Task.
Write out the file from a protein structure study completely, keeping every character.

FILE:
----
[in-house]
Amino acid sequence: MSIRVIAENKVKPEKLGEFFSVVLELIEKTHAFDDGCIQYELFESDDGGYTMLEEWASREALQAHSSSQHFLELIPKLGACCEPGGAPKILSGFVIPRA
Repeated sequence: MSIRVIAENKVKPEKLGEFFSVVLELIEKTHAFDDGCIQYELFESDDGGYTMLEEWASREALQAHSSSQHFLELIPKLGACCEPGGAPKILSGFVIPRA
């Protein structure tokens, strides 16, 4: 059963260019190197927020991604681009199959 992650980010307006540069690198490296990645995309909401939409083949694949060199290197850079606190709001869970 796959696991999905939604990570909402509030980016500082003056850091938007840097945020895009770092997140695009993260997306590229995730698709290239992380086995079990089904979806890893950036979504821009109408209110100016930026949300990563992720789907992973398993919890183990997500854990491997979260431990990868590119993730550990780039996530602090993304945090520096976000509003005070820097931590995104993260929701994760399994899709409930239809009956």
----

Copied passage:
[in-house]
Amino acid sequence: MSIRVIAENKVKPEKLGEFFSVVLELIEKTHAFDDGCIQYELFESDDGGYTMLEEWASREALQAHSSSQHFLELIPKLGACCEPGGAPKILSGFVIPRA
Repeated sequence: MSIRVIAENKVKPEKLGEFFSVVLELIEKTHAFDDGCIQYELFESDDGGYTMLEEWASREALQAHSSSQHFLELIPKLGACCEPGGAPKILSGFVIPRA
């Protein structure tokens, strides 16, 4: 059963260019190197927020991604681009199959 992650980010307006540069690198490296990645995309909401939409083949694949060199290197850079606190709001869970 796959696991999905939604990570909402509030980016500082003056850091938007840097945020895009770092997140695009993260997306590229995730698709290239992380086995079990089904979806890893950036979504821009109408209110100016930026949300990563992720789907992973398993919890183990997500854990491997979260431990990868590119993730550990780039996530602090993304945090520096976000509003005070820097931590995104993260929701994760399994899709409930239809009956």